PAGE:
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5 Shakespeare Stage Directions to Steer Your Modern Life

Despite being one of the most famous playwrights in the English language, the world doesn’t know for sure what day William Shakespeare was born. Baptized April 26, 1564, his actual birthday remains a mystery. April 23 is often used to celebrate the Bard, who died on the day in 1616. Whichever the day, 2022 marks the 458th anniversary of William Shakespeare’s arrival in this world before he went on to give us some of the most famous tragic heroes, star-crossed lovers, and iconic villains to grace the stage.

Born at the beginning of Queen Elizabeth I’s reign in Stratford-Upon-Avon, England, where the modern-day Royal Shakespeare Company honors his work, Shakespeare has become the focus of much research, yet not much is known about his personal life. Little evidence has survived to conclusively resolve questions scholars have about his religious affiliation, his sexuality, his intentions with certain works, among other debates. Some have even argued that Shakespeare could not have written the plays himself.

His impact can be found in the 1,700 words he contributed to the English language, the continued common use of phrases he invented, and the 37 (or 39…or 40…) plays from Hamlet and Macbeth to Romeo and Juliet and A Midsummer Night’s Dream which he wrote. From all of this and more has also come a plethora of décor items featuring out-of-context quotes from the Bard. Here’s hoping that the little girls sleeping in cribs under posters of “Though she be but little, she is fierce” don’t grow up to scratch out the eyes of best friends-turned-frenemies in drug-induced love quadrangles.

In honor of Shakespeare’s work and his lasting influence on theatre audiences and Etsy shop owners alike, Playbill considers some of his best stage directions out-of-context for modern times.

1. For the Sake of Argument
The Situation: The pandemic, with its cabin fever-fueled arguments, may be winding down, but that doesn’t necessarily mean that arguments have disappeared from life. A small difference of opinion can still become a contentious conversation. Perhaps you try to end the discussion gracefully to little success, so you try your next move: leaving the room. The other person, however, really wants the last word.

[Exit, pursued by a bear.]

Original Context: Famously from The Winter’s Tale, this stage direction anticipates the death of Antigonus, an old man who nobly defends his queen’s innocence. Chased out by a bear, the stage direction is a nod to the rather horrifying and common use of bears in entertainment halls and bear-baiting dens across Elizabethan and Jacobean London.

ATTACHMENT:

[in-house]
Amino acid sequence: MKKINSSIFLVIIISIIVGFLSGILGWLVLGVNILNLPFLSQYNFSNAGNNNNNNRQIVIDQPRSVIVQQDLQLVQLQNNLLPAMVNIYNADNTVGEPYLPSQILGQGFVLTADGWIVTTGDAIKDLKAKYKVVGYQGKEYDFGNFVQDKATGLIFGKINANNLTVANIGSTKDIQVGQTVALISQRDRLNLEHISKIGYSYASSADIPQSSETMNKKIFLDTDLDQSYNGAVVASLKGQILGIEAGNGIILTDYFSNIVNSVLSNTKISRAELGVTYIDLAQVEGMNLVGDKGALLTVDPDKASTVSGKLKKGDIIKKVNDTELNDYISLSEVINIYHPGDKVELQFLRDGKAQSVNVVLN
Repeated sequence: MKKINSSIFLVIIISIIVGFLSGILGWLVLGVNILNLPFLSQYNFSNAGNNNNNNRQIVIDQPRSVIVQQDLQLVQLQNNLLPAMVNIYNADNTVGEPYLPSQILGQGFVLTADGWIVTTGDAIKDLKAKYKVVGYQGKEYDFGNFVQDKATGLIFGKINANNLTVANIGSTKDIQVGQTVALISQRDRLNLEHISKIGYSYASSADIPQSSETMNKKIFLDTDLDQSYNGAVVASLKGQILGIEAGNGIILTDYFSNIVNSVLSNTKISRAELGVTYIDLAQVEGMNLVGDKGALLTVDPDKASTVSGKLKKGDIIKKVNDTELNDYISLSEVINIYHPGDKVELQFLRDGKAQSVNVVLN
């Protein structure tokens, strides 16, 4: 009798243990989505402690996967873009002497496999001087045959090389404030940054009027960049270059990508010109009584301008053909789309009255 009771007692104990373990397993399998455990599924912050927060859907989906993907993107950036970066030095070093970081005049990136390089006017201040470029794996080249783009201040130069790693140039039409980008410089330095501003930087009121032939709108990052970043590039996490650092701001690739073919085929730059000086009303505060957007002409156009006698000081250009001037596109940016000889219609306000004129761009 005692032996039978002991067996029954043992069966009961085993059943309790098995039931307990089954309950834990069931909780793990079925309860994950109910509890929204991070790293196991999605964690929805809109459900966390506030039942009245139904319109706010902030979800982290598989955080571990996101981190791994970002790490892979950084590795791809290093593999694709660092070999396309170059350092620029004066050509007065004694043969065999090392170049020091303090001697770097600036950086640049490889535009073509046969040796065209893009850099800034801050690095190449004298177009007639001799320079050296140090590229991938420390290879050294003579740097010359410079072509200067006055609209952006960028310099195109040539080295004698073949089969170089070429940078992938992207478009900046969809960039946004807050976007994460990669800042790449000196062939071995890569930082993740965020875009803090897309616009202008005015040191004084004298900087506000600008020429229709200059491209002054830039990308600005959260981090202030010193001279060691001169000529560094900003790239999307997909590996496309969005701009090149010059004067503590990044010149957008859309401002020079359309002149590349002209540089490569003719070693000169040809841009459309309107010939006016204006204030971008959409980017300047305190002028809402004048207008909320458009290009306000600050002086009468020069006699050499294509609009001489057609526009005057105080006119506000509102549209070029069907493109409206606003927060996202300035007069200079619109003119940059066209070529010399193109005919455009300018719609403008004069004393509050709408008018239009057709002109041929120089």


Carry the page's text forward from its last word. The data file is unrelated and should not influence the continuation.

2. A Day at the Beach
The Situation: The sun is out, the temperature is warm, and the day has finally arrived when it’s hot enough to go to the local spot for a dip in the water. With a packed beach bag full of sunscreen and towels and sunglasses on, it’s time to strip down and head for the water. (*Swimsuits are highly recommended when going to public beaches and pools.)

    [They fly, leaving their clothes behind.]*

Original Context: In the case of the French in Henry VI, Part 1, it’s quite possible all clothing was left behind as they flee an English attack on their military encampment. Set during the One Hundred Years’ War, these soldiering characters may have sacrificed abiding by public decency laws for safety in this scene.

3. A Night on the Town
The Situation: After three postponements and a long group chat about where to meet, your friends are finally getting together to catch up. Everyone’s finished their latest round, but no one is quite ready to go home. The group’s unofficial leader suggests a move to another watering hole for the next round.

    [They advance to another post.]

Original Context: From one of Shakespeare’s so-called ‘problem plays,’ Antony and Cleopatra, comes this stage direction which isn’t about a bar crawl with friends, but rather the heightened alert and protection of soldiers and watchmen.

4. In Love and War
The Situation: Every single-and-ready-to-mingle could use a little help from Aphrodite and her son Eros, the Greek goddess and god of love. The modern dating world is an interesting place, to say the least. From dating apps to chance meet-cutes at local coffee shops, dangers abound in the form of catfishing, gross pick-up lines, Tinder swindlers, and on and on. The decision to enter the dating arena is often not made lightly, and comes with a certain amount of preparation.

    [Enter Eros, with armor.]

Original Context: Also from Antony and Cleopatra, this stage direction sadly does not singnal the arrival of the god of love coming to help out an unfortunate mortal. Rather in the play, Eros is an attendant of Marc Antony’s and helps the title character dress for the coming battle with Rome. It’s a rather unfortunate twist as the play ends the love story of Cleopatra and Marc Antony (spoiler alert: they both die) while the Roman Empire conquers and colonizes Egypt.

5. All Your Born Days
The Situation: So, it’s finally the day of the year many a child waits for—their birthday. It’s the day they get to add another finger to the ones they hold up when asked how old they are, and they’re a year closer to being considered ‘big.’ Playmates have arrived and the birthday party has gone off with laughter and joy. It’s time to sit down and enjoy some cake.

    [She puts a paper crown on his head.]

Original Context: Quite the opposite, Henry VI, Part 3 does not feature a birthday party, but rather the horrors of betrayal, family, and war as the play deals with the chaos and realities of the Wars of the Roses. In the scene, Queen Margaret taunts her enemy, the captured York, with a mocking coronation. Needless to say, there wasn’t any cake.

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